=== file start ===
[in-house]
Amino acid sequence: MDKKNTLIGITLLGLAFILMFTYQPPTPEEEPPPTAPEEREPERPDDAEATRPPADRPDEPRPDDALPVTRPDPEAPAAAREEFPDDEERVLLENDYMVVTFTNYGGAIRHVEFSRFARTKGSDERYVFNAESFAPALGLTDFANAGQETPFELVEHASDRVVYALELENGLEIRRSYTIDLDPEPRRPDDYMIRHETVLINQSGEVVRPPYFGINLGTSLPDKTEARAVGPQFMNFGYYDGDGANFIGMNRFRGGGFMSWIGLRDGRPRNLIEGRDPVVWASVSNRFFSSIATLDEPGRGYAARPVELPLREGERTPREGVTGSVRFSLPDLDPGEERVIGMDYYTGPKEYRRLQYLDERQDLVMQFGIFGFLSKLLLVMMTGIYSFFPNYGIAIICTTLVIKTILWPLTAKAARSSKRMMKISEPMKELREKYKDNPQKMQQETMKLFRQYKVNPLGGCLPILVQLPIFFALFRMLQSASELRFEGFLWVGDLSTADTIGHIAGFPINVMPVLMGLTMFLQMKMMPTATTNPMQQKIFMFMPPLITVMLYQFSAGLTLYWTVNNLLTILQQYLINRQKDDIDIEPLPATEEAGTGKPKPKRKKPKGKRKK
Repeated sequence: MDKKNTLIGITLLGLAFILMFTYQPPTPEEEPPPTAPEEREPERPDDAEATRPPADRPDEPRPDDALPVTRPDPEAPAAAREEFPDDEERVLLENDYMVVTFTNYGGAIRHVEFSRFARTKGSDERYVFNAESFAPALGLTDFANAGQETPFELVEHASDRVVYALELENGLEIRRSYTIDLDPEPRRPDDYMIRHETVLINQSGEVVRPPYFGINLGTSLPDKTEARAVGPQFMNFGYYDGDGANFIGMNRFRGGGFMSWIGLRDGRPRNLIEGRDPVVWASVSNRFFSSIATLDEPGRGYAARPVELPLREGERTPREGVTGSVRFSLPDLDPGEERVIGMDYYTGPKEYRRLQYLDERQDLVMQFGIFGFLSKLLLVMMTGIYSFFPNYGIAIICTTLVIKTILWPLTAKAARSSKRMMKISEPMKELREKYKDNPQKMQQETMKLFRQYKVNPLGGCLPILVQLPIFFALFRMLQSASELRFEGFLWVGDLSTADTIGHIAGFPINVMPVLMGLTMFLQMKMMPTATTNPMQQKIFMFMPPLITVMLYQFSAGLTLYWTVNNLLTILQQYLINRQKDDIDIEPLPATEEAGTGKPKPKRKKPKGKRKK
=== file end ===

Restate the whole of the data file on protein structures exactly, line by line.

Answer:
[in-house]
Amino acid sequence: MDKKNTLIGITLLGLAFILMFTYQPPTPEEEPPPTAPEEREPERPDDAEATRPPADRPDEPRPDDALPVTRPDPEAPAAAREEFPDDEERVLLENDYMVVTFTNYGGAIRHVEFSRFARTKGSDERYVFNAESFAPALGLTDFANAGQETPFELVEHASDRVVYALELENGLEIRRSYTIDLDPEPRRPDDYMIRHETVLINQSGEVVRPPYFGINLGTSLPDKTEARAVGPQFMNFGYYDGDGANFIGMNRFRGGGFMSWIGLRDGRPRNLIEGRDPVVWASVSNRFFSSIATLDEPGRGYAARPVELPLREGERTPREGVTGSVRFSLPDLDPGEERVIGMDYYTGPKEYRRLQYLDERQDLVMQFGIFGFLSKLLLVMMTGIYSFFPNYGIAIICTTLVIKTILWPLTAKAARSSKRMMKISEPMKELREKYKDNPQKMQQETMKLFRQYKVNPLGGCLPILVQLPIFFALFRMLQSASELRFEGFLWVGDLSTADTIGHIAGFPINVMPVLMGLTMFLQMKMMPTATTNPMQQKIFMFMPPLITVMLYQFSAGLTLYWTVNNLLTILQQYLINRQKDDIDIEPLPATEEAGTGKPKPKRKKPKGKRKK
Repeated sequence: MDKKNTLIGITLLGLAFILMFTYQPPTPEEEPPPTAPEEREPERPDDAEATRPPADRPDEPRPDDALPVTRPDPEAPAAAREEFPDDEERVLLENDYMVVTFTNYGGAIRHVEFSRFARTKGSDERYVFNAESFAPALGLTDFANAGQETPFELVEHASDRVVYALELENGLEIRRSYTIDLDPEPRRPDDYMIRHETVLINQSGEVVRPPYFGINLGTSLPDKTEARAVGPQFMNFGYYDGDGANFIGMNRFRGGGFMSWIGLRDGRPRNLIEGRDPVVWASVSNRFFSSIATLDEPGRGYAARPVELPLREGERTPREGVTGSVRFSLPDLDPGEERVIGMDYYTGPKEYRRLQYLDERQDLVMQFGIFGFLSKLLLVMMTGIYSFFPNYGIAIICTTLVIKTILWPLTAKAARSSKRMMKISEPMKELREKYKDNPQKMQQETMKLFRQYKVNPLGGCLPILVQLPIFFALFRMLQSASELRFEGFLWVGDLSTADTIGHIAGFPINVMPVLMGLTMFLQMKMMPTATTNPMQQKIFMFMPPLITVMLYQFSAGLTLYWTVNNLLTILQQYLINRQKDDIDIEPLPATEEAGTGKPKPKRKKPKGKRKK